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The Underrated '90s Suspense Film That's Killing It On Netflix

Contains spoilers for Double Jeopardy

Along with big-budget disaster flicks and edgy rom-coms, thrillers with a strong female lead were a huge part of the cinema landscape in the 1990s. Whether it was Sandra Bullock tracking down conspiracies in The Net or Julia Roberts escaping an abusive spouse in Sleeping with the Enemy, audiences were eager to see women taking on — and taking out — nefarious men. Few films personified this trend as well as the Ashley-Judd-and-Tommy-Lee-Jones-starring revenge tale Double Jeopardy.

In the Bruce Beresford-directed flick, Judd plays the quiet and kind Libby Parsons, whose wealthy husband Nick (Bruce Greenwood) vanishes while they're alone on a boat. Although Libby is clueless as to what's happening, she's eventually convicted of Nick's murder and sent to prison. It's then that she discovers that Nick is very much alive. In fact, he purposefully faked his own murder and set it up for Libby to take the fall. After one of her fellow inmates clues her into the legal concept of double jeopardy — that someone can't be tried twice for the same crime — Libby vows to use this loophole to make sure Nick doesn't get the chance to enjoy the new life he's created for himself and their son. The plan: She'll falsely admit to murdering Nick in order to be released from prison on good behavior, then kill Nick for real, as she's already been tried and convicted for that crime.

While the core idea of Double Jeopardy is, uh, not exactly legally airtight, who really cares? The movie is an enjoyable slice of late '90s thriller cheese — which is probably exactly why it's currently on the list of top 10 movies on Netflix

Critics weren't kind to Double Jeopardy, but audiences flocked to it

Everyone might be enjoying Double Jeopardy now that it's on Netflix, but back when it came out, the film took a bit of a beating from critics. 

The late Roger Ebert was more charitable than many in his two-and-a-half star review, published in September 1999, though he still called the film "not a successful thriller, but with some nice dramatic scenes along with the dumb mystery and contrived conclusion."

Lisa Schwarzbaum of Entertainment Weekly described the movie as "toothless" and "a strained reworking of The Fugitive." Meanwhile, James Berardinelli at Reel Views wrote, "Unfortunately, this movie is too focused on action, melodrama, and plot twists to allow for more than a moment's intelligence to worm its way into the script."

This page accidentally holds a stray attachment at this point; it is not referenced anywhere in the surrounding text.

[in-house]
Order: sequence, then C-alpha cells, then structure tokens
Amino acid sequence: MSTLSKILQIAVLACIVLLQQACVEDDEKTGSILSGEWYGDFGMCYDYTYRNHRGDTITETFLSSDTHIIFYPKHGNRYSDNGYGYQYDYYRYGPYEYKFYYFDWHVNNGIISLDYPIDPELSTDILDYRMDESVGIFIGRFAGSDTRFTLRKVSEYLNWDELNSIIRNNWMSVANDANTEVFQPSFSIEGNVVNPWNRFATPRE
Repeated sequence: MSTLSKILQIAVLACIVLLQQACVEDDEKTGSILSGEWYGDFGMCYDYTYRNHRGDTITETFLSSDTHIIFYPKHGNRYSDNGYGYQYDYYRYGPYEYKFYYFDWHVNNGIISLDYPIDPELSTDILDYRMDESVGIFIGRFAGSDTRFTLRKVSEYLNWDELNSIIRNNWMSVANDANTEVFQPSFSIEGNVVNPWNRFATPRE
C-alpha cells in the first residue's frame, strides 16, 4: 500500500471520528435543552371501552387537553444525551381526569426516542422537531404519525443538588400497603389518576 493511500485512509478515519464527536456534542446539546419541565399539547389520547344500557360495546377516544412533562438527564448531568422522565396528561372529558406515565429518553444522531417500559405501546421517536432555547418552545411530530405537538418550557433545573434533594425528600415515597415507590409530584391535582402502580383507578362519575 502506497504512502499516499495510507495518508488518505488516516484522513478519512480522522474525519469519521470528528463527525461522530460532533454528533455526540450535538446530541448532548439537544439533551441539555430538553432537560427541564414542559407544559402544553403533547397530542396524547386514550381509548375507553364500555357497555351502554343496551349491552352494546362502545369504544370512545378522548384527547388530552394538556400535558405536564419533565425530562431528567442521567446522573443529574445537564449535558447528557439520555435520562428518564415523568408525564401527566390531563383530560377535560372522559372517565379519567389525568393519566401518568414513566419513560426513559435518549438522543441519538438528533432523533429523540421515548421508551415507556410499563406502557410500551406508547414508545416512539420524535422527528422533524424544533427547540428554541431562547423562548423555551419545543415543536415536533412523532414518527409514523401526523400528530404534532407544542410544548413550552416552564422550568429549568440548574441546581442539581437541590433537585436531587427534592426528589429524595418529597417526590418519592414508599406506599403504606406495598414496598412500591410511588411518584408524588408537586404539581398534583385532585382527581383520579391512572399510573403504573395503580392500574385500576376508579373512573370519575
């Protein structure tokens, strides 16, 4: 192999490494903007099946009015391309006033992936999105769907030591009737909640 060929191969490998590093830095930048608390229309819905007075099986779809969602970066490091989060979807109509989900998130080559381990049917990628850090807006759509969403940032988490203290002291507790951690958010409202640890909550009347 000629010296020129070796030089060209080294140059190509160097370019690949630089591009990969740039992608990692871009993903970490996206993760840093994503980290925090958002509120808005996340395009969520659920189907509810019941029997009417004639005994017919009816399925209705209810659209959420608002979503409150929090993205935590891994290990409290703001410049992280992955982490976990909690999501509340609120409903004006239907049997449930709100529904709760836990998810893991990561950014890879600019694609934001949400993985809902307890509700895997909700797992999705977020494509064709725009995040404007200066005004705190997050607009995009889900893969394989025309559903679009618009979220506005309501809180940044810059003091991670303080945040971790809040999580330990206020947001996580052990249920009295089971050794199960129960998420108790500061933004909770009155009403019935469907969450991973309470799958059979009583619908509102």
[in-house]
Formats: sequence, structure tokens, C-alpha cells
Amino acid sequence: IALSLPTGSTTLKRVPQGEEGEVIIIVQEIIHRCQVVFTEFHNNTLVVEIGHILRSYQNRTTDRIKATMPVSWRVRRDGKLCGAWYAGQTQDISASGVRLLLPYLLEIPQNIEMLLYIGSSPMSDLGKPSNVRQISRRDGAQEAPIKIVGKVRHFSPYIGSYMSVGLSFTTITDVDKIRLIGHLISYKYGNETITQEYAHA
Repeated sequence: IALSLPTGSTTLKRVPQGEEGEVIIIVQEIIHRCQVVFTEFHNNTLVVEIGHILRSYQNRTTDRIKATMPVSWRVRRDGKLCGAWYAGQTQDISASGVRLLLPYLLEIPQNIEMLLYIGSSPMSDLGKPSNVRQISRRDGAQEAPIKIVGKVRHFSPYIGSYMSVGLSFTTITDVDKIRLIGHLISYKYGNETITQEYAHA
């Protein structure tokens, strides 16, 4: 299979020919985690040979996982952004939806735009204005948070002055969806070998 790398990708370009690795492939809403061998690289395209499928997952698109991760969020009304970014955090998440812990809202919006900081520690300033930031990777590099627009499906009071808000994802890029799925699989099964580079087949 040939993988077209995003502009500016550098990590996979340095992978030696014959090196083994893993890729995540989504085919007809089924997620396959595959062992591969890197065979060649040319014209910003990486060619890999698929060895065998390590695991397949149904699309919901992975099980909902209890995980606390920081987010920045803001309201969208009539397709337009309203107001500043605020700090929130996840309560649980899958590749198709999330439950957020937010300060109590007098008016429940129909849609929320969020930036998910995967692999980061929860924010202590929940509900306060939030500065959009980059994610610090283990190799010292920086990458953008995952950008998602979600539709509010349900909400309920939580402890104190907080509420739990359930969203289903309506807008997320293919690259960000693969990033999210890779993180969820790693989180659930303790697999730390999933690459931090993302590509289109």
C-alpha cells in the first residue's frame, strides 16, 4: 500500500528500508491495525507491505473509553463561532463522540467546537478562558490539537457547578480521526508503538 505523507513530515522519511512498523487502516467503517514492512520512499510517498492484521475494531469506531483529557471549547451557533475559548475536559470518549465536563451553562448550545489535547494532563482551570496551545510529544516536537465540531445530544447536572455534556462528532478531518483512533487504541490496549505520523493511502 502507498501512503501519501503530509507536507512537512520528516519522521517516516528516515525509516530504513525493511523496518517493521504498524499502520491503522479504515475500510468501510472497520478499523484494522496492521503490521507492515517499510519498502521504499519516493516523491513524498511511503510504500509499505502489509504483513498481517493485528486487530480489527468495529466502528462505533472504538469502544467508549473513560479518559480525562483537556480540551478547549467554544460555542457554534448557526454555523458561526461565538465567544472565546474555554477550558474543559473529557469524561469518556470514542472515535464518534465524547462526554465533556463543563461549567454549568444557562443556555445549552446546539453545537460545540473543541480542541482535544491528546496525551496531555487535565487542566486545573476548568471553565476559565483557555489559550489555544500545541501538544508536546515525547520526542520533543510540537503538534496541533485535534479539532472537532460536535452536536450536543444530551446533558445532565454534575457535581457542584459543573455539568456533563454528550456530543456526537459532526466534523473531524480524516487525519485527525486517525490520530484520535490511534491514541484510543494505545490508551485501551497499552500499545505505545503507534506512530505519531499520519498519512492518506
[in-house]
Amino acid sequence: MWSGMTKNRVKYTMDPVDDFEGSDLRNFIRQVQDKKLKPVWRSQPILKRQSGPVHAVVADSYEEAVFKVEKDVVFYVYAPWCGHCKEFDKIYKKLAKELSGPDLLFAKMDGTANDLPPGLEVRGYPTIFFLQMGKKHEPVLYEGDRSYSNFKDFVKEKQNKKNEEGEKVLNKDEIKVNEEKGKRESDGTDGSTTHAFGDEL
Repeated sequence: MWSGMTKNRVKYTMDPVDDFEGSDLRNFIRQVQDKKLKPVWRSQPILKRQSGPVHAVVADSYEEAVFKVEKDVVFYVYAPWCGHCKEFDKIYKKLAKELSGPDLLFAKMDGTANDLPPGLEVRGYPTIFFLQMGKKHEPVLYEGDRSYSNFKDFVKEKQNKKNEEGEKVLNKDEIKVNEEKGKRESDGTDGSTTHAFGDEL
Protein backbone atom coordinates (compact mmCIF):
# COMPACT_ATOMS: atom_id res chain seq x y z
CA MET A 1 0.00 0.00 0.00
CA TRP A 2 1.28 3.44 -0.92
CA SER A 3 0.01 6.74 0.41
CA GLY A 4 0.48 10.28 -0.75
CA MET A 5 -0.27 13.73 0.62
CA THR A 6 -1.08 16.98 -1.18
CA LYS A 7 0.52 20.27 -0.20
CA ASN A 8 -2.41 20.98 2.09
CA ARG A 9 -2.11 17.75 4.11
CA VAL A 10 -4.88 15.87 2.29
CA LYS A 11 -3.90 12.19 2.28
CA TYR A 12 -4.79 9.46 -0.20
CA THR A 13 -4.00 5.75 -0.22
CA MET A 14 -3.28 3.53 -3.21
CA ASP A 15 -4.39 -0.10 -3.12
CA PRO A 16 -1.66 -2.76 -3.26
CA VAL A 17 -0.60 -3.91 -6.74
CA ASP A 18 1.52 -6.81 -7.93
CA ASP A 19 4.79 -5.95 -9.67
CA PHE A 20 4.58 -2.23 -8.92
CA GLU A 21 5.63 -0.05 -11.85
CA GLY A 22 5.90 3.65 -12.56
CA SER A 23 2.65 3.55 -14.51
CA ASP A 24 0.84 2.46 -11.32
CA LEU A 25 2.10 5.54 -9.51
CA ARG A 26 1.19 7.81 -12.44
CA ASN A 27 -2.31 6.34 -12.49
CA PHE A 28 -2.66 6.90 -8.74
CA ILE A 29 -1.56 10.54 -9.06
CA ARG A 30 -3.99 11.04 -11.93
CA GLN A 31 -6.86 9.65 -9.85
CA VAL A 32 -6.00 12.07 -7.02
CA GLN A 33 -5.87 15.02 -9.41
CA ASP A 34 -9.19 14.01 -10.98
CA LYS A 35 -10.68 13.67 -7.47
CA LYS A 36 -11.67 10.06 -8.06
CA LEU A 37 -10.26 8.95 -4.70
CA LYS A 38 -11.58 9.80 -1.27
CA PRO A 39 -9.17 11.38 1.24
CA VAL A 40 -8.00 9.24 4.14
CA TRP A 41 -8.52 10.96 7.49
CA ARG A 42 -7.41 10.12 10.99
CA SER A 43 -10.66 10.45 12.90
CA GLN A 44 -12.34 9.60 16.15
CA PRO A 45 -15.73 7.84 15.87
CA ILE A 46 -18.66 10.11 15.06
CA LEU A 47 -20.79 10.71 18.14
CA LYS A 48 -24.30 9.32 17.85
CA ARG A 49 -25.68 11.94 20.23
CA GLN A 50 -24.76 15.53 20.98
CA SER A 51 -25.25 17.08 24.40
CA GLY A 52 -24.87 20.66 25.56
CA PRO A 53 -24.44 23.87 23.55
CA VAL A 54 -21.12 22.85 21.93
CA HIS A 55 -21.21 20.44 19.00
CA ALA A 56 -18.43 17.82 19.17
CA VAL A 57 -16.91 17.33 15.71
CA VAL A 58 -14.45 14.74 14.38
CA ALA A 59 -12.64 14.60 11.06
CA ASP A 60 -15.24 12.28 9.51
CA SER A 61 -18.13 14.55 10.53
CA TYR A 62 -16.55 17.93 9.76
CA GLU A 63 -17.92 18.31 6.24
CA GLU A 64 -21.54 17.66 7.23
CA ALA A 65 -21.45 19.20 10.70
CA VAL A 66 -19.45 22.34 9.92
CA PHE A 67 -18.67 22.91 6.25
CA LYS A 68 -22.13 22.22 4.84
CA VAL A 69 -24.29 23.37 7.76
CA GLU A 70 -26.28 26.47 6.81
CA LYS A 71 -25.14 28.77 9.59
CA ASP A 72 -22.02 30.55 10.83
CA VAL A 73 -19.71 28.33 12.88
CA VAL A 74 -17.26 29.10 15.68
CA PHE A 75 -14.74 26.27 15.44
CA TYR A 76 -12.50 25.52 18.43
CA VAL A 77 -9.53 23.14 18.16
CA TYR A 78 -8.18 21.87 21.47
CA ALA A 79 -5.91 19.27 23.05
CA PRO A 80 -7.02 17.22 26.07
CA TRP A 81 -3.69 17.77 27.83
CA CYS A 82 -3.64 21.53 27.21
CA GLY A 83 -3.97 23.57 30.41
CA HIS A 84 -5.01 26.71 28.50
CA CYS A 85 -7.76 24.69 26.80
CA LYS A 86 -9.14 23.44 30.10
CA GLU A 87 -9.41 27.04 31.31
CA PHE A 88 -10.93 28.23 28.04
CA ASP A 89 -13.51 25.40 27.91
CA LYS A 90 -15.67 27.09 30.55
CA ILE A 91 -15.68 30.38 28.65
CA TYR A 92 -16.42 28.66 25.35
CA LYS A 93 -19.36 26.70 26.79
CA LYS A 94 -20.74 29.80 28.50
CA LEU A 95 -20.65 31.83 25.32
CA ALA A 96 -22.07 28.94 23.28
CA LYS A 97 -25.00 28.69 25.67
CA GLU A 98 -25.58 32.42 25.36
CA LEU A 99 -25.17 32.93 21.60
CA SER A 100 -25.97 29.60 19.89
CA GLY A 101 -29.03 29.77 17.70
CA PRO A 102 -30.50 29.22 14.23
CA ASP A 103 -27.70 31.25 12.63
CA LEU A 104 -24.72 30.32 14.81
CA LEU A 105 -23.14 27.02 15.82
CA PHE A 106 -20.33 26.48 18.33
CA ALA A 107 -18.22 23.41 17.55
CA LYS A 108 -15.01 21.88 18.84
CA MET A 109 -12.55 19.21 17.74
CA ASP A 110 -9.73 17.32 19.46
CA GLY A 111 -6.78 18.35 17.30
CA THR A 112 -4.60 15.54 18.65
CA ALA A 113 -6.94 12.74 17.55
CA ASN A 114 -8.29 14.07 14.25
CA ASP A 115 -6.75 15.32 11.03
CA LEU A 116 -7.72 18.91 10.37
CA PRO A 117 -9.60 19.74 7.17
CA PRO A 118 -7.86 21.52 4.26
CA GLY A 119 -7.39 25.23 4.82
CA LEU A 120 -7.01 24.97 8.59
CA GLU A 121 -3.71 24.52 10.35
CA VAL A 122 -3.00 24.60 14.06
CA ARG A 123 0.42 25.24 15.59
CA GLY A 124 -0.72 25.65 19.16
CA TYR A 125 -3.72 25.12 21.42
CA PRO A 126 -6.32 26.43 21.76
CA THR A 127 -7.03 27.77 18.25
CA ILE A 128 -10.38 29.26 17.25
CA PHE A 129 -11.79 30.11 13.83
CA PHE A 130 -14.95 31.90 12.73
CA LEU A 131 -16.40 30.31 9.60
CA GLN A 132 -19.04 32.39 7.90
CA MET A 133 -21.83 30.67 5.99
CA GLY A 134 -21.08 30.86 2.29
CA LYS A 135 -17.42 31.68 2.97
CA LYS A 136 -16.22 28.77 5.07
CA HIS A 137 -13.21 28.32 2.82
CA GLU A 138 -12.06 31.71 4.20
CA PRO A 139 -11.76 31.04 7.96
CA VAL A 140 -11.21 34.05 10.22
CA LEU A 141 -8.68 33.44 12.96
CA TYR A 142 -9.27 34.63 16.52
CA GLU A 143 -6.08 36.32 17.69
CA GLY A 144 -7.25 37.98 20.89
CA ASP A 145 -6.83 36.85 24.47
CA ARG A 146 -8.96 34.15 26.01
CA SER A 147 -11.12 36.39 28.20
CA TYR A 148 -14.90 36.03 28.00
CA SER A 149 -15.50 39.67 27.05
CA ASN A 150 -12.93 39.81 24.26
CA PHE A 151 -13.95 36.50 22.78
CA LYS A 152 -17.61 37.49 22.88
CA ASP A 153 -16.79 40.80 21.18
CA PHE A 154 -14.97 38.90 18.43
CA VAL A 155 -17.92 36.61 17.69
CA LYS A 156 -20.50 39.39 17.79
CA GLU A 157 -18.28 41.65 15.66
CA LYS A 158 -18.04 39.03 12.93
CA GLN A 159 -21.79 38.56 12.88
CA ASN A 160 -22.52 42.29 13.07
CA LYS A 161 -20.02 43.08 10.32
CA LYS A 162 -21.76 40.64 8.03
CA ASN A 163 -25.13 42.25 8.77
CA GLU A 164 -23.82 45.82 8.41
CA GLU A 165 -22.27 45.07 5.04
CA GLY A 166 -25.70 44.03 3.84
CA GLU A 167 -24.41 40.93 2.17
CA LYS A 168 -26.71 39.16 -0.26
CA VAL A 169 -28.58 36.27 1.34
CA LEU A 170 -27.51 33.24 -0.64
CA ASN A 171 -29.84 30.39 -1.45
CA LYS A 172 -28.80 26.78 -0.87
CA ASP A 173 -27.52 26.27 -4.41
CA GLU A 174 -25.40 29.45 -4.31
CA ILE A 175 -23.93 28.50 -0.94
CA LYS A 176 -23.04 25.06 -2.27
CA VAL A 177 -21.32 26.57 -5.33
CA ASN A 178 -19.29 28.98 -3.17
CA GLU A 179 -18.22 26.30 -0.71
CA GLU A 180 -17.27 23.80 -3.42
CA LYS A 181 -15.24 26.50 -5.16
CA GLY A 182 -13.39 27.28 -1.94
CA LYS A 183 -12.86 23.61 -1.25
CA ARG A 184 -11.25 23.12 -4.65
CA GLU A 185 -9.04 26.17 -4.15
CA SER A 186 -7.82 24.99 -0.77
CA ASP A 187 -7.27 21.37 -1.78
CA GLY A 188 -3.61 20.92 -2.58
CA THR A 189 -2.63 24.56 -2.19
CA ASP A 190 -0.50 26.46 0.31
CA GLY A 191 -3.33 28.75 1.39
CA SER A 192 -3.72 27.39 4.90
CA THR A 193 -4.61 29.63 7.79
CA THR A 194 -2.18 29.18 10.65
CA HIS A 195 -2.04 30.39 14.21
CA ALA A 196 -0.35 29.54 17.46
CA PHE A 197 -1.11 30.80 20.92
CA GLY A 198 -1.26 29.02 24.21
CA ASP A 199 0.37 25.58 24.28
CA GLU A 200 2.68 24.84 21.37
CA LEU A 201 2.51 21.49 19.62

Despite the middling reviews, the movie was a hit with audiences. It spent several weeks at No. 1 at the US box office and raked in nearly $178 million across the globe (via Box Office Mojo). Considering its current popularity on Netflix, it's clear that something about Double Jeopardy has always connected with the general public, despite the silly plot. In his review, Berardinelli provided a possible answer: the work of Ashley Judd. Though Berardinelli critiqued the movie as a whole, he did lavish praise on Judd's performance, saying, "Ashley Judd almost makes Libby credible. In fact, the actress is so good that, against all odds, we like the character even though she only uses about 1% of her brain cells."

Ashley Judd was a late addition to Double Jeopardy, but it helped define her career

Double Jeopardy has gone on to become one of Judd's most noteworthy roles, but her part in the film originally went to another actress. According to an interview in Urban Cinefile with the film's director, Bruce Beresford, Jodie Foster was originally attached. "She fell out of the project, because she got pregnant, and we had to recast. That's how Ashley Judd wound up in it," explained Beresford.

Second choice or not, the movie helped cement Judd's status as a go-to star for thrillers with tough women at their center. Before Double Jeopardy, she starred in Kiss the Girls, along with Morgan Freeman. That film is based on a popular James Patterson novel and sees Freeman's Detective Alex Cross on the hunt for a serial killer named Casanova. Judd plays a young doctor who was a would-be victim of Casanova who managed to escape. She partners with Cross to help him track down the killer.

After Double Jeopardy, Judd teamed up with Freeman again for High Crimes, where she plays a lawyer who finds out her husband has been leading a double life as a war crimes perpetrator. Following that, she starred in Twisted as a San Francisco police officer with a drinking problem who finds herself at the center of a conspiracy when her former lovers keep turning up murdered.

The quality levels for all of the thrillers that Ashley Judd made in the heyday of her career vary (Twisted is notorious for having a one percent rating on Rotten Tomatoes), but clearly even over 20 years since the film's release, audiences are still connecting with her portrayal of a woman hell-bent on revenge in Double Jeopardy.